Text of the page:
New Britain Museum of American Art, Connecticut
North Carolina Museum of Art, Raleigh, North Carolina
Philadelphia Museum of Art, Philadelphia, Pennsylvania
Princeton University Art Museum, Princeton, New Jersey
Art Institute of Chicago, Chicago, Illinois
Dallas Museum of Art, Dallas, Texas
Hirshhorn Museum and Sculpture Garden, Washington D.C.
Metropolitan Museum of Art, New York
Museum of Fine Arts, Boston, Massachusetts
National Gallery of Art, Washington D.C
Smithsonian American Art Museum, Washington D.C.
Whitney Museum of American Art, New York
Addison Gallery of American Art, Andover, Massachusetts
Asheville Art Museum, Asheville, North Carolina

1867 – George Benjamin Luks is born in Williamsport, Pennsylvania
1883 – Moved to Philadelphia, Pennsylvania
1884 – Began studies at the Pennsylvania Academy of Fine Arts
1885 – Traveled to Europe where he studied at the Dusseldorf Academy in Germany
1894 – Returned to Philadelphia, Pennsylvania
1895 – Began work as an illustrator for the Philadelphia Press and Philadelphia Evening Bulletin
1896 – War correspondent for the Philadelphia Evening Bulletin, Spanish-American War
1908 – First exhibition with the Eight at the Macbeth Gallery, New York
1913 – Exhibition at the Armory Show
1920 – 1924 – Taught at the Art Students League, New York
1933 – Dies in New York, New York

Source: International Art Acquisitions, Inc.

George Luks, a realist painter associated with Robert Henri and the Ashcan school, chose the crowded streets of New York City, and the urban and rural poor as his subjects. He is noted for his broadly-brushed paintings of miners, elderly women, immigrant children, and wrestlers. In a lesser-known chapter of his life, Luks painted more than a dozen oils and watercolors during an extended visit to Boston in 1922 and 1923. He was the guest of a former student, Margarett Sargent McKean, a cousin of John Singer Sargent and an aspiring artist. Margarett Sargent had been an apprentice of sculptor Gutzon Borglum in 1917, when she met Luks and began to study painting with him. By the late 1920s, she was painting strikingly modernist oils and began to exhibit her work at Kraushaar Galleries in New York.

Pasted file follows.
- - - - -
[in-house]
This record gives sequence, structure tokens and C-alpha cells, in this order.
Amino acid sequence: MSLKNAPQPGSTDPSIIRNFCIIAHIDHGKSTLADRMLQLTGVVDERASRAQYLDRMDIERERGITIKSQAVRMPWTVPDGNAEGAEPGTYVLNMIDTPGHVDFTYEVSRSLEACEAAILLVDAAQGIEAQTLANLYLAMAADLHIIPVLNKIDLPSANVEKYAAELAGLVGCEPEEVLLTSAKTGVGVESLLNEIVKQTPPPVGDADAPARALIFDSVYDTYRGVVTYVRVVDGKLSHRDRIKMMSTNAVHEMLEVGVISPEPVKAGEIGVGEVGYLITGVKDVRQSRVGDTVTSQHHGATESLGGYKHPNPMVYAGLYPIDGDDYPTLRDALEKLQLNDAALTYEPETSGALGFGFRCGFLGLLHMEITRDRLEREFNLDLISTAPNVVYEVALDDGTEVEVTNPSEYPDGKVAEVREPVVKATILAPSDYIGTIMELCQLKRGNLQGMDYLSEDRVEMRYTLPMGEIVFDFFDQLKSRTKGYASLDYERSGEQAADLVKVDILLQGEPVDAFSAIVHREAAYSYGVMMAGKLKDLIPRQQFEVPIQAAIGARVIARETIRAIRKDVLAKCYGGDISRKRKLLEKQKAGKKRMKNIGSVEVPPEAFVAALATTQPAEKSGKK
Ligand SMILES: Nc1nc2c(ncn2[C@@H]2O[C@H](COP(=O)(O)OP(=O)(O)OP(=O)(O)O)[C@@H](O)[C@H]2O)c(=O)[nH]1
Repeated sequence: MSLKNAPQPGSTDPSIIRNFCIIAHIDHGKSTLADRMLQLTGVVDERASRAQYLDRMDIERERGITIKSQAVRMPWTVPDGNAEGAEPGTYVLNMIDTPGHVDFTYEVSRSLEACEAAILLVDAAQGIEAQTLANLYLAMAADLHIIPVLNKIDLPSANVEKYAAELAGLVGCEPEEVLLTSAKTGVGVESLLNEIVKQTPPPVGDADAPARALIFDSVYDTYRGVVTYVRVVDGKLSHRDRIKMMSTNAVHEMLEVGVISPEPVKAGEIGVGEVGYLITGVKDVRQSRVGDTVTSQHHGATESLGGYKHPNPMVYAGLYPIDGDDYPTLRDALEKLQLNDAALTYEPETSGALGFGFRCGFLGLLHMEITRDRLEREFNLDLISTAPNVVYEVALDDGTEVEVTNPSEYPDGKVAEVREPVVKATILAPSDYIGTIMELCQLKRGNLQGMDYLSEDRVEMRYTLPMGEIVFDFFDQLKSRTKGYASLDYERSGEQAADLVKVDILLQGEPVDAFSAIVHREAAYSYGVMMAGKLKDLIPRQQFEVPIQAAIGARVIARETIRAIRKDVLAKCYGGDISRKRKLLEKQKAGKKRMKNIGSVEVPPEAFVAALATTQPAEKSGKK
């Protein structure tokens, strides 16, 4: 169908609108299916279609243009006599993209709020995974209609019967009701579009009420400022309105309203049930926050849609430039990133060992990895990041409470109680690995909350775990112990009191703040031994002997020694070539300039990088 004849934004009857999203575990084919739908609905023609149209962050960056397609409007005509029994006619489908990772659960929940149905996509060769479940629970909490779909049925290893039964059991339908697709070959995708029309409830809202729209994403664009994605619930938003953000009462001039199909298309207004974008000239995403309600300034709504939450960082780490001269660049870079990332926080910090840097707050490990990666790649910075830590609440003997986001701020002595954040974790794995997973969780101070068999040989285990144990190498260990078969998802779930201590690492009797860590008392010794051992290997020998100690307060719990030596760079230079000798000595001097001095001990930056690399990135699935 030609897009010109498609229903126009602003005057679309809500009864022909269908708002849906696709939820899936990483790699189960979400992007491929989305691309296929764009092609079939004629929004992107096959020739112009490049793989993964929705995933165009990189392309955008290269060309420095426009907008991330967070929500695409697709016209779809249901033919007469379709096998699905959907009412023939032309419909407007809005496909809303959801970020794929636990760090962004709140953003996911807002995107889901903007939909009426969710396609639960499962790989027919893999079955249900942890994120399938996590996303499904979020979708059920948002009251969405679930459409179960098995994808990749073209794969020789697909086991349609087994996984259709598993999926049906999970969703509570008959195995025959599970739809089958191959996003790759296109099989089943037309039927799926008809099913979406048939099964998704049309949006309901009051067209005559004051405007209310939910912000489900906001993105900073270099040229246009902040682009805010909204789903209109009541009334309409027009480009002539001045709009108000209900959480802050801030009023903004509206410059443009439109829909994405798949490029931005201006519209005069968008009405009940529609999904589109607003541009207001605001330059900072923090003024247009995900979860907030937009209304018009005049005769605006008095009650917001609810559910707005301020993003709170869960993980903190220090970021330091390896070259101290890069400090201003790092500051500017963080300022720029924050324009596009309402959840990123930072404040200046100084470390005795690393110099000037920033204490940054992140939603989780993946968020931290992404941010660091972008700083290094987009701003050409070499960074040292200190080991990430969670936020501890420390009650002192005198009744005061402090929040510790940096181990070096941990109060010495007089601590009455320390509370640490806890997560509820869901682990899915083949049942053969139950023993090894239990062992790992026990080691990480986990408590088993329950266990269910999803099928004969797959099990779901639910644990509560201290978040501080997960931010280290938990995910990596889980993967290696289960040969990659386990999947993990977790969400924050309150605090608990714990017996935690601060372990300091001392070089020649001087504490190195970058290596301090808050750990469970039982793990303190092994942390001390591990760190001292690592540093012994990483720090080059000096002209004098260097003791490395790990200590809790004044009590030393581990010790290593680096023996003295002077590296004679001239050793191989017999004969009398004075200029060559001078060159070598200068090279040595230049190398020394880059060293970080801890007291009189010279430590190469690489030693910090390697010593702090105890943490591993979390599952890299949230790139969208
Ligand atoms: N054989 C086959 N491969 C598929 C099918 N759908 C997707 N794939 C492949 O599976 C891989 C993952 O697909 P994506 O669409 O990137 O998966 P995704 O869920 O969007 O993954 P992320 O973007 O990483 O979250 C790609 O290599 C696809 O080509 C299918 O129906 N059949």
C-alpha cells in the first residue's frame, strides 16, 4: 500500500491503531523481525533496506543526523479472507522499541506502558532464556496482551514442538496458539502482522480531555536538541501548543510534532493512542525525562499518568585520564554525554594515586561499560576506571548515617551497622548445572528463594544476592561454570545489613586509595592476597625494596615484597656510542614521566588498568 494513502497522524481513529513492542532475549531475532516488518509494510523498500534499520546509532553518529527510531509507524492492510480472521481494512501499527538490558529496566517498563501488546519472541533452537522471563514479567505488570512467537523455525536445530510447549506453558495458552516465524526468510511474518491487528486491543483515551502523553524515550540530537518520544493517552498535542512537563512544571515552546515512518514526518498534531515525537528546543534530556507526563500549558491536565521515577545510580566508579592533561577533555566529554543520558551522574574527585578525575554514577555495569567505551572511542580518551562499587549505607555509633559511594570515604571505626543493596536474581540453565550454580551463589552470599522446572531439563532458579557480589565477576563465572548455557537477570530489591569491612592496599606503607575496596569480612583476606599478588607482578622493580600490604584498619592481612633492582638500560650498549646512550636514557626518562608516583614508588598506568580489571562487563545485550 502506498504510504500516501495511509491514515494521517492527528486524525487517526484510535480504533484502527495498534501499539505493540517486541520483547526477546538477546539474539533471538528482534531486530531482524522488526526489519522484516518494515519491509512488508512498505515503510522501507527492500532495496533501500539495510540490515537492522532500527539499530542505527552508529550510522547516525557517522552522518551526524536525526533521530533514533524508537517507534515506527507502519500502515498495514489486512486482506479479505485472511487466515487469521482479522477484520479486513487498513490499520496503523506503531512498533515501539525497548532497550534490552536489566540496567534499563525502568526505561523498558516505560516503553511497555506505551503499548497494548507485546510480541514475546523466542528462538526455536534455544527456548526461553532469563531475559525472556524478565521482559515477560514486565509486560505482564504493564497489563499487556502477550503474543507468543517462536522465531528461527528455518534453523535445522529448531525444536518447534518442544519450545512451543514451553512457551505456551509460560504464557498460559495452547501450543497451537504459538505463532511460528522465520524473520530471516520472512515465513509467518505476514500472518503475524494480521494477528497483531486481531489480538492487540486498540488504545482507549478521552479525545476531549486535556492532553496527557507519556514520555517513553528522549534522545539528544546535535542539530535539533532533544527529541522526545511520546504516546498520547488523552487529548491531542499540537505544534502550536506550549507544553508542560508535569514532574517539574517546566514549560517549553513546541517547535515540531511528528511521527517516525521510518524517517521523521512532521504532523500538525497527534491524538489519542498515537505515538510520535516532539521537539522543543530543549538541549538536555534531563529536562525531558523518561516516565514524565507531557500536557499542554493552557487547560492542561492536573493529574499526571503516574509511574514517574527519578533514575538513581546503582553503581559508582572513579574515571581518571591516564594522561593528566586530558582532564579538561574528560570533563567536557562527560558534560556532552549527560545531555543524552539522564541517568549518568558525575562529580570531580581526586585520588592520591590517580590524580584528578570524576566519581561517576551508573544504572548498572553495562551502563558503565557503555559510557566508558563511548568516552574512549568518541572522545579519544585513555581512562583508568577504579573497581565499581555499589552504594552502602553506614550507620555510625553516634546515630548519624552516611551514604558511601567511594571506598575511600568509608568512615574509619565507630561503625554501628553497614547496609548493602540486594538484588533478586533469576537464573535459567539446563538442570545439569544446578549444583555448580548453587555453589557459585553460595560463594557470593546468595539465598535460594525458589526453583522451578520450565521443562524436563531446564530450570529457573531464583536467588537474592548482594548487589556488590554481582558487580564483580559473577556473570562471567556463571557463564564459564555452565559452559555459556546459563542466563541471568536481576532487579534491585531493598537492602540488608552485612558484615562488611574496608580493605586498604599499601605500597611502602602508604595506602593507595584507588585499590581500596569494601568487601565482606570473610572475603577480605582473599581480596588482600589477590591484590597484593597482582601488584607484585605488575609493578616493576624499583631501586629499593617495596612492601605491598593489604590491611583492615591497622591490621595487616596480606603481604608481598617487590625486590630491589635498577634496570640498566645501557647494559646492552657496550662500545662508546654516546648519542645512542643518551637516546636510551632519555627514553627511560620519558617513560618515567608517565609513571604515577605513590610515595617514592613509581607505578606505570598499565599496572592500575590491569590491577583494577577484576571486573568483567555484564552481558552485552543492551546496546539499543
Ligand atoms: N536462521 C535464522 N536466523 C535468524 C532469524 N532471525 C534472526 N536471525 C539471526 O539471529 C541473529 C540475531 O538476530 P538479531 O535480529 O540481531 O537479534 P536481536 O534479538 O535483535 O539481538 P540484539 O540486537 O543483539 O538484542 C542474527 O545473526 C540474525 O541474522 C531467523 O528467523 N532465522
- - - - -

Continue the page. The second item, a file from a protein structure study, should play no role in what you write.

In 1922 Luks, fresh from a sanitarium where he was recovering from a bout with alcohol and recently divorced from his second wife, visited Sargent. By this time she was married to Quincy Adams Shaw McKean, a private banker in Boston. She later recalled that Luks had come to visit her for a weekend, but had stayed for almost a year. Not only did McKean provide living quarters for Luks, she also allowed him the use of her studio at 30 St. Botolph Street and organized an exhibition of his work in her summer home in Beverly, Massachusetts.

McKean remembered that Luks disdained the Boston painters who remained in their prim studios painting hired nude models. He exclaimed, “Why didn’t they look at Beacon Hill, Commonwealth Avenue, the Swan Boats, fruit vendors on Charles Street, the squalor of St. Botolph Street and the vigorous L. Street Brownies?” (Margarett Sargent McKean, “George Luks,” Boston: Joan Peterson Gallery, 1966, brochure in MFA American paintings files). Luks threw himself into painting these subjects in Boston (see 60.538 and 1979.263). In “Noontime, St. Botolph Street, Boston,” he depicted the scene outside Margarett’s studio…

Source: Museum of Fine Arts Boston